• mathematical and computer models for analysis of digital communication systems
  • design processes relevant to communication systems
  • the characteristics of materials, equipment, processes and products.

Intellectual Skills

You gain the following intellectual abilities:

  • analyse and solve problems in electronic engineering using appropriate mathematical methods
  • other engineering disciplines to support study of electronic engineering
  • use of engineering principles and the ability to apply them to analyse key electronic engineering processes
  • identify, classify and describe the performance of systems and components through the use of analytical methods and modelling techniques
  • a systems approach to electronic engineering problems
  • investigate and define a problem and identify constraints including cost drivers, economic, environmental, health and safety and risk assessment issues
  • use creativity to establish innovative, aesthetic solutions while understanding customer and user needs, ensuring fitness for purpose of all aspects of the problem including production, operation, maintenance and disposal
  • demonstrate the economic and environmental context of the engineering solution
  • the fundamental knowledge to explore new and emerging technologies
  • the limitations of mathematical and computer-based problem solving and assess the impact in particular cases
  • extract data pertinent to an unfamiliar problem and apply it in the solution
  • evaluate commercial risks through some understanding of the basis of such risks
  • apply engineering techniques, taking account of commercial and industrial constraints.

Subject-specific skills

You gain subject-specific knowledge in the following:

  • mathematical techniques to analyse problems in electronic engineering
  • the ability to work in an engineering laboratory environment and to use a wide range of electronic equipment, workshop equipment and computer-aided design (CAD) tools for the practical realisation of electronic circuits
  • the ability to work with technical uncertainty
  • apply quantitative methods and computer software relevant to electronic engineering in order to solve engineering problems
  • the ability to design electronic circuits or systems to fulfil a product specification and devise tests to appraise performance
  • an awareness of the nature of intellectual property and contractual issues and an understanding of appropriate codes of practice and industry standards
  • the ability to use technical literature and other information and apply it to a design
  • applying management techniques to the planning, resource allocation and execution of a design project and evaluating outcomes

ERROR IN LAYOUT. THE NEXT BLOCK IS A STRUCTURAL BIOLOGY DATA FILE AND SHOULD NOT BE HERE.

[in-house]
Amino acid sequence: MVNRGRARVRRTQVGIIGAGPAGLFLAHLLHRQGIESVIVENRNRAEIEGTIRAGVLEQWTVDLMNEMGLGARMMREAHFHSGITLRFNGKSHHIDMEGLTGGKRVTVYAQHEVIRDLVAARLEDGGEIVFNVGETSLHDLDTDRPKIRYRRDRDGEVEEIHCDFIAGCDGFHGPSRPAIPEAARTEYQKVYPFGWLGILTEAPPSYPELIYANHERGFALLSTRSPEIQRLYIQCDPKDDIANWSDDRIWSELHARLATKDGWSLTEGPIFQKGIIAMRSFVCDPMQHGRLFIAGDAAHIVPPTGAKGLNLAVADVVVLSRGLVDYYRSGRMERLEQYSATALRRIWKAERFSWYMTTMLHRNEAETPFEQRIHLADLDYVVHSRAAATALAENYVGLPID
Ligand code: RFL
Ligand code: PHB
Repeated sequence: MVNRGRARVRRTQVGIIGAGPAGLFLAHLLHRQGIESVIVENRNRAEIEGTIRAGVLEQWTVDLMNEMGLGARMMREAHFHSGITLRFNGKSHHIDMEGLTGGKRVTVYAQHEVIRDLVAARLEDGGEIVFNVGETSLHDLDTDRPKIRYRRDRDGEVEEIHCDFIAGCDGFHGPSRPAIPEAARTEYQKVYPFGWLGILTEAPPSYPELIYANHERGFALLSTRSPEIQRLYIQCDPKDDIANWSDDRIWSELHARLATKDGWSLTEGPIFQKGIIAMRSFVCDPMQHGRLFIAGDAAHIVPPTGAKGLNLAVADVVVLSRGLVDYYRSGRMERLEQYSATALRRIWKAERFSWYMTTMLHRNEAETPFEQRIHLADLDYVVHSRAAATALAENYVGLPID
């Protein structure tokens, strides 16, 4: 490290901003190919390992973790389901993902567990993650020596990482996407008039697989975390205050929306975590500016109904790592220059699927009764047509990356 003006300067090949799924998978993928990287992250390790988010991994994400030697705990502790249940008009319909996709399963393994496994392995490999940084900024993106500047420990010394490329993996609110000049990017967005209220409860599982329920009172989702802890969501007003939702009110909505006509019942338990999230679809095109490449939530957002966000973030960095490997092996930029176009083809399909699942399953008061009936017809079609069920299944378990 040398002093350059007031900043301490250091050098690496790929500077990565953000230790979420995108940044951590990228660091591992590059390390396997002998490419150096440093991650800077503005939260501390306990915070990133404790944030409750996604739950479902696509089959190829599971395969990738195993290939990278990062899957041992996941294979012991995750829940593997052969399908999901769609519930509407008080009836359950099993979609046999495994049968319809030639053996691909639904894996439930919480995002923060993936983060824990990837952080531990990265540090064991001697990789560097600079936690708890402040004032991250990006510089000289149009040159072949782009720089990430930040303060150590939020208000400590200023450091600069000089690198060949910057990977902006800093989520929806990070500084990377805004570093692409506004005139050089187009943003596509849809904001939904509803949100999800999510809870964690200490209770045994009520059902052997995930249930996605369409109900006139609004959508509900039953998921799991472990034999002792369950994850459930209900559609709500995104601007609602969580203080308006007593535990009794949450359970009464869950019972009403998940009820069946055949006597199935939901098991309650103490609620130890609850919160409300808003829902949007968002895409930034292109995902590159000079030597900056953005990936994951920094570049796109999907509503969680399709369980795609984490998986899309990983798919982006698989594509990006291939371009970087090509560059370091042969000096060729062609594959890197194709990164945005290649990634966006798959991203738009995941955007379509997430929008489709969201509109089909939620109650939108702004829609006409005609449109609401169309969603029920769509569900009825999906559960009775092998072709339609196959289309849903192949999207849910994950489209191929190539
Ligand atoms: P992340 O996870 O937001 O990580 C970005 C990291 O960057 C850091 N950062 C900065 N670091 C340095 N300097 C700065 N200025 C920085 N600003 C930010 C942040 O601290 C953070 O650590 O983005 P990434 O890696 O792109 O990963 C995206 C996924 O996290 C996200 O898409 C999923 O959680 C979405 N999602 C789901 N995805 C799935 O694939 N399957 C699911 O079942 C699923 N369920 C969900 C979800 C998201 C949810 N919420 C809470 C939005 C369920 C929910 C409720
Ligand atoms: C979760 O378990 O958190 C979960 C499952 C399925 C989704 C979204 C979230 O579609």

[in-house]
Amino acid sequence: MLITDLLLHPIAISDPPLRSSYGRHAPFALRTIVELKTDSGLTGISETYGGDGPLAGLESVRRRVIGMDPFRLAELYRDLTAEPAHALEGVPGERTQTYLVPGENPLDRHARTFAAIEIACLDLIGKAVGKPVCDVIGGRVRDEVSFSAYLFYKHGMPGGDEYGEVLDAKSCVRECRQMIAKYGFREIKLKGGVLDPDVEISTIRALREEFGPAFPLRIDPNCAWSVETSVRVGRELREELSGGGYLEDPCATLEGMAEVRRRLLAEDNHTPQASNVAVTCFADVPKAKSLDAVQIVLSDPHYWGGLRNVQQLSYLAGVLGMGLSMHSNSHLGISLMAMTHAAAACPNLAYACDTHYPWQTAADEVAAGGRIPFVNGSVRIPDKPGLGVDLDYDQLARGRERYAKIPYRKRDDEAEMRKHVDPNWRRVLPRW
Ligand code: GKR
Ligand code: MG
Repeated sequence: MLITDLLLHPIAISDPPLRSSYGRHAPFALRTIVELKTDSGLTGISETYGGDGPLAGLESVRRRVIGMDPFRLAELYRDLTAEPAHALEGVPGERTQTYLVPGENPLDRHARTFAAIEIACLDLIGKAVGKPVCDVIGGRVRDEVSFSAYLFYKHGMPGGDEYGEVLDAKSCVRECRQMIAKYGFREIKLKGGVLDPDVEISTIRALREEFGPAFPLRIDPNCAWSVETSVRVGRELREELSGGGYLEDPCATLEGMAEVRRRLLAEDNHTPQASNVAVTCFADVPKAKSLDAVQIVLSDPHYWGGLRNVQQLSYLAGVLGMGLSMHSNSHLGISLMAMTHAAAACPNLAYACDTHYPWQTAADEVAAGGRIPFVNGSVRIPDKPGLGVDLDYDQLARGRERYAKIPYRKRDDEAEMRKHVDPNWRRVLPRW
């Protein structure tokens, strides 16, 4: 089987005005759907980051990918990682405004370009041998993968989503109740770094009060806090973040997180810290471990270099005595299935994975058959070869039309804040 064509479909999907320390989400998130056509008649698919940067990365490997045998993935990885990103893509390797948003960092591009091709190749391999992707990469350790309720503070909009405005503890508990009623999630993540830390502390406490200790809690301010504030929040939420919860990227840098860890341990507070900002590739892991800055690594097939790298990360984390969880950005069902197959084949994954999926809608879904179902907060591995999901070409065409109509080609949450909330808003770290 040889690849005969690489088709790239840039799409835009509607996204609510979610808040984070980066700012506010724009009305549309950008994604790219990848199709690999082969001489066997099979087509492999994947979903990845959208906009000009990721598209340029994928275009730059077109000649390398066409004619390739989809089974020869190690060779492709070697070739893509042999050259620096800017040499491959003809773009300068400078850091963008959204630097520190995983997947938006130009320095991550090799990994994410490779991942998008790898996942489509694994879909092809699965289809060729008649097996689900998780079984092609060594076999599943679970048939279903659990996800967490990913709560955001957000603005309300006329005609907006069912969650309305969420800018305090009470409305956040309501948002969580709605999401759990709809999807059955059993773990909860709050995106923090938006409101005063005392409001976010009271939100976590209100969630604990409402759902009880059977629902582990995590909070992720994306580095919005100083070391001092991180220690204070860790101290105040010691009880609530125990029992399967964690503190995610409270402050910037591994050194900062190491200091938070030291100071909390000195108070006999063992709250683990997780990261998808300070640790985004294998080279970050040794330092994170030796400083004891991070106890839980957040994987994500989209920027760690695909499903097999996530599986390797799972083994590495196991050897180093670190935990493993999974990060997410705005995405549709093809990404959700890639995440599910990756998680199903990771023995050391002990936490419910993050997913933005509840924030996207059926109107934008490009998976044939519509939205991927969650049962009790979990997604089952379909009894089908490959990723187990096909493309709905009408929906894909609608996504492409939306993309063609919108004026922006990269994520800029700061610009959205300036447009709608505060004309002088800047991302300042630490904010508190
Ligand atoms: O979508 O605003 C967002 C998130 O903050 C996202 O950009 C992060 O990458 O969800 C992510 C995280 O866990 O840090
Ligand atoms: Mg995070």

• preparing technical reports and presentations
  • applying business, management and professional issues to engineering projects
  • applying knowledge of design processes in unfamiliar situations and generate innovative designs to fulfil new requirements.

Transferable skills

You gain transferable skills in the following:

  • generating, analysing, presenting and interpreting data
  • using information and communications technology
  • personal and interpersonal skills and to work as part of a team
  • communicating in various forms: written, verbal and visual
  • learning effectively for the purpose of continuing professional development
  • critical thinking, reasoning and reflection
  • managing time and resources within an individual project and a group project.

The programme aims to:

  • educate students to become engineers who are well-equipped for professional careers in development, research and production in industry and universities, and who are well-adapted to meet the challenges of a rapidly changing subject
  • produce professional electronic engineers with a well-balanced knowledge of electronic engineering
  • enable students to satisfy the professional requirements of the Institution of Engineering and Technology (IET)
  • provide academic guidance and welfare support for students
  • create an atmosphere of co-operation and partnership between staff and students in an environment where students can develop their potential
  • produce high-calibre professional engineers with advanced knowledge of modern electronic communication systems
  • enable students to fully satisfy all of the educational requirements for Membership of the IET and Chartered Engineer status.

Study options for this course

  • The award How you will study How long you will study Course starts Domestic course fees International course fees
  • The awardMEngHow you will study find outHow long you will study4 years
    Course startsSeptemberDomestic course fees find outInternational course fees find out

Notes about fees for this course

Full Time UK/EU: TBC EUR | Full Time Overseas: TBC EUR

Entry requirements

Contact University of Kent to find course entry requirements.

What students think about University of Kent

    Inspirational teaching - Patrique Tanque from Brazil is studying for a BSc in Forensic Chemistry.

    “Choosing Kent was an easy decision. The forensic programmes are ranked among the best in the UK and have a high graduate employment rate.

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    “The lecturers at Kent are excellent. You get to know them well and, as you move through the course, they are able to guide you towards projects, ideas or career paths that they think you will like.”

    Specialist research - Sally Gao from China is studying for a PhD in Electronic Engineering.

    “I have been very lucky with my supervisor, Professor Yong Yan, who is a world-class expert and the first IEEE Fellow in the UK in instrumentation and measurement.

    “Professor Yong Yan has helped me to become a better researcher. I am inspired by his novel ideas and constructive suggestions. Under his supervision, my confidence has grown through such milestones as my first set of experiments, writing my first research paper and attending my first conference.”